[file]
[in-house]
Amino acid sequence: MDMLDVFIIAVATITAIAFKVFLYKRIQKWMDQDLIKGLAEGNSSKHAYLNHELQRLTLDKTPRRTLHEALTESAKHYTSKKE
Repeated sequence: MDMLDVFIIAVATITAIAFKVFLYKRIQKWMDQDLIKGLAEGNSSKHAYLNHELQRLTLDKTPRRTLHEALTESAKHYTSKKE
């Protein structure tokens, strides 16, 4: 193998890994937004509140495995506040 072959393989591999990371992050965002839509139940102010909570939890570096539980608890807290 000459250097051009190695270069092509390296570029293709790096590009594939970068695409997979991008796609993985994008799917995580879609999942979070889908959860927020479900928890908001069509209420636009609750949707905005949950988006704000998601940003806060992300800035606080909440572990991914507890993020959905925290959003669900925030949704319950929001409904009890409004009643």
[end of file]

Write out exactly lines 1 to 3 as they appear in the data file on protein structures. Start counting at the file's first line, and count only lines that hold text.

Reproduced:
[in-house]
Amino acid sequence: MDMLDVFIIAVATITAIAFKVFLYKRIQKWMDQDLIKGLAEGNSSKHAYLNHELQRLTLDKTPRRTLHEALTESAKHYTSKKE
Repeated sequence: MDMLDVFIIAVATITAIAFKVFLYKRIQKWMDQDLIKGLAEGNSSKHAYLNHELQRLTLDKTPRRTLHEALTESAKHYTSKKE